Packaging Digest is part of the Informa Markets Division of Informa PLC

This site is operated by a business or businesses owned by Informa PLC and all copyright resides with them. Informa PLC's registered office is 5 Howick Place, London SW1P 1WG. Registered in England and Wales. Number 8860726.

Top flexible packaging news of 2015
Sour cream in a flexible package offers better dispensing control and prevents the product from getting contaminated from a dirty spoon.

Top flexible packaging news of 2015

“Flexible packaging has been one of the fastest growing packaging sectors over the past 10 years, thanks to increased consumer focus on convenience and sustainability, and this rapid development will continue to accelerate,” according to The Future of Global Flexible Packaging to 2020 from Smithers Pira.

That sums up today’s situation quite well. We’ve certainly seen a number of remarkable technological advancements in the last year that have kept interest in flexible packaging high within the packaging community. Especially as consumer acceptance has kept pace, too.

Enjoy our list of the Top 11 flexible packaging developments of 2015, starting from the bottom with…

#11. The new Daisy Squeeze…It may look like a tube, but this package is actually a pouch with a closure (see photo above). Based on the number of Facebook “Like”s, Daisy sour cream fans give this easy-to-dispense and spoon-free solution a thumbs up.

Next: What about end of life?

#10. Ask any consumer what they can do to help the environment and you’ll likely hear “recycle.” While flexible packaging wins more than not when it comes to reduced packaging, it hasn’t been top of mind for its recyclability. Industry expert and blogger Ashley Swineheart wonders, “Is 100% recyclable flexible packaging possible?” Inquiring packaging professionals want to know, too.

Next: Horsing around with a box-pouch

#9. The new 20-lb “box pouch” of Dr. Thornley’s Hay Balancer nutritional supplements for horses from Equine Health Sciences (EHS) is a real thoroughbred of a package. The easy-to-carry package stands upright for eye-catching shelf display. It’s also water-resistance, recloseable and different from competitive products, which are typically sold in unwieldy plastic buckets.

Next: Stick-pack revolutionizes biofood

#8. For those of us who want the health benefits of red wine without the calories or alcohol, the new Vinia red grape powder—deemed a “biofood”—offers dispensing convenience with the popular stick-pack format. Not only does the packet keep the powder fresh, but it is easy to carry, open and dispense.

Next: Two-in-one pouch

#7. The Rip>Peel>Mix pouch for KOOEE! Snacks keeps the company’s all-natural snacks fresh until people are ready to eat them. The unique dual-compartment pouch also opens along the side, instead of the top, to make the mixing easier and so hands of any size can easily reach in.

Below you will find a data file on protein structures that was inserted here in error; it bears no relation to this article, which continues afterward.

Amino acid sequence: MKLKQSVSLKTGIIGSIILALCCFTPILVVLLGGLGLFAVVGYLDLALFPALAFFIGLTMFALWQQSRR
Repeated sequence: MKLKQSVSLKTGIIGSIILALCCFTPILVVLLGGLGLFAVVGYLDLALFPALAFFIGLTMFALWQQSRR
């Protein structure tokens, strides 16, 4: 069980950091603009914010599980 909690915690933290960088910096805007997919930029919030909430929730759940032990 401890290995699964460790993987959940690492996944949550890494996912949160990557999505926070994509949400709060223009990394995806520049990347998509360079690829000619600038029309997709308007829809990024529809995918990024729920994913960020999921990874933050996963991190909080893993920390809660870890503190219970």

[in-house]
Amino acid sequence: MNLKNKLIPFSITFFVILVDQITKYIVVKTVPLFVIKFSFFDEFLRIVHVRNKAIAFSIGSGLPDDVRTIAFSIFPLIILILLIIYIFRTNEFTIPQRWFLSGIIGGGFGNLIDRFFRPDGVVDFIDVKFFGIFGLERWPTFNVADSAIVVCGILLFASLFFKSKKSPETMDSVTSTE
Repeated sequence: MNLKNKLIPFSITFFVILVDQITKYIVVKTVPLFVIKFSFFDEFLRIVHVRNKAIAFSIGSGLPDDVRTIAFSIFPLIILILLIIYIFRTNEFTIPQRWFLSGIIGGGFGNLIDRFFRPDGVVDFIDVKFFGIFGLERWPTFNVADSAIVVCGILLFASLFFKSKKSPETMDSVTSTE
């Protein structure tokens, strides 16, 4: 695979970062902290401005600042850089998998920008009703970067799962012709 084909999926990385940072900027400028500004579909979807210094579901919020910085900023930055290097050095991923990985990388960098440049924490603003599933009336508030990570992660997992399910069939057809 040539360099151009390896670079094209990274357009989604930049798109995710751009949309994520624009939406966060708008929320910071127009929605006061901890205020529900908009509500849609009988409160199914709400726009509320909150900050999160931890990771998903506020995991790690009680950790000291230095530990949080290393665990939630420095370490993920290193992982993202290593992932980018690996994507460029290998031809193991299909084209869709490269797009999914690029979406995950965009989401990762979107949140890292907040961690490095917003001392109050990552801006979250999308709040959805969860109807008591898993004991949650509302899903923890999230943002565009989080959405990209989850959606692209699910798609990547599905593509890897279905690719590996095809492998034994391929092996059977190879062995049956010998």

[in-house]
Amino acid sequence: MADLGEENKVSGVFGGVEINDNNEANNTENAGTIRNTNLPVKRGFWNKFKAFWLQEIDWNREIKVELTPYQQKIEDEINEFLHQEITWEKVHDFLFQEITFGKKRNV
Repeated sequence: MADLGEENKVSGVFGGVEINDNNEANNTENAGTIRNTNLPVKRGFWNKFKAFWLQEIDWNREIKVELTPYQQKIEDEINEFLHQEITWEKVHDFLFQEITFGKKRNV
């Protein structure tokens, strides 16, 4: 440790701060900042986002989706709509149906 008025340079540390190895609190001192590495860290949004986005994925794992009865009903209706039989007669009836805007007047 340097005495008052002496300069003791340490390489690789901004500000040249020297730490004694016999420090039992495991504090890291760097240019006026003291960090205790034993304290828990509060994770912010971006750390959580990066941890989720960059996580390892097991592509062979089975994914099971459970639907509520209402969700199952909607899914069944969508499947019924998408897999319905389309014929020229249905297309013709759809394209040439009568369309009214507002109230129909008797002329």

Next: It’s not all about the material

#6. So once you’ve made the switch to flexible packaging, how do you get your product in the bag? We took a look at four bagging systems that could help you make the conversion as simply as possible.

Next: Resealing a flexible pack gets contentious

#5. Chips Ahoy! had a patent on a resealable flow-wrap cookie package—and then lost it. Patent expert and storyteller William Honaker teaches us the moral of the story.

Next: Another hybrid tube-pouch

#4. Want to reduce product waste? The patented “flexible tube with gussets” helps get more of viscous products out of the package, including squeezable foods and shampoo. Thinner than the typical tube (which it could replace), the hybrid package might also improve filling efficiencies—and potentially line speeds too—because you can reduce the heat and dwell time needed for sealing. Additionally, “Moving from a thicker injection molded bottle to laminated flexible packaging will offer significant reduction in packaging. Although the cap will remain the same, the material in the bulk of the container will be reduced by 50% to 80%,” says Sal Pellingra, vp of innovation and technology for converter ProAmpac.

Next: Need more reasons?

#3. Just what is it about flexible packaging that makes it so popular today? While certainly not limited to these four reasons, this short-list is a good place to start if you’re looking to defend or justify your choice.

Next: Ah, the irony!

#2. Sustainable packaging blogger Bob Lilienfeld weighs the difference (literally) between the environmental benefits of source reduction and recycling. Guess what packaging format still comes out ahead? Take a moment to read the insightful comments below the article, too.

Next: Finally, #1…no wait…12?

#1. Our top flexible packaging article of the year is a real winner. Actually, it’s 12 winners in one. We celebrated all the winners of the 2015 Flexible Packaging Achievement Awards from the Flexible Packaging Assn. but focused our slideshow on the two Highest Achievement Awards and the 10 Gold Award winners. As a judge this year, I was able to offer an inside look at some of the top developments.

It’s fitting that we end our list with the best packages of the year.

______________________________________________________________________

Learn about the latest developments in flexible packaging at WestPack 2016, Feb. 9-11 in Anaheim, CA.

______________________________________________________________________

Hide comments
account-default-image

Comments

  • Allowed HTML tags: <em> <strong> <blockquote> <br> <p>

Plain text

  • No HTML tags allowed.
  • Web page addresses and e-mail addresses turn into links automatically.
  • Lines and paragraphs break automatically.
Publish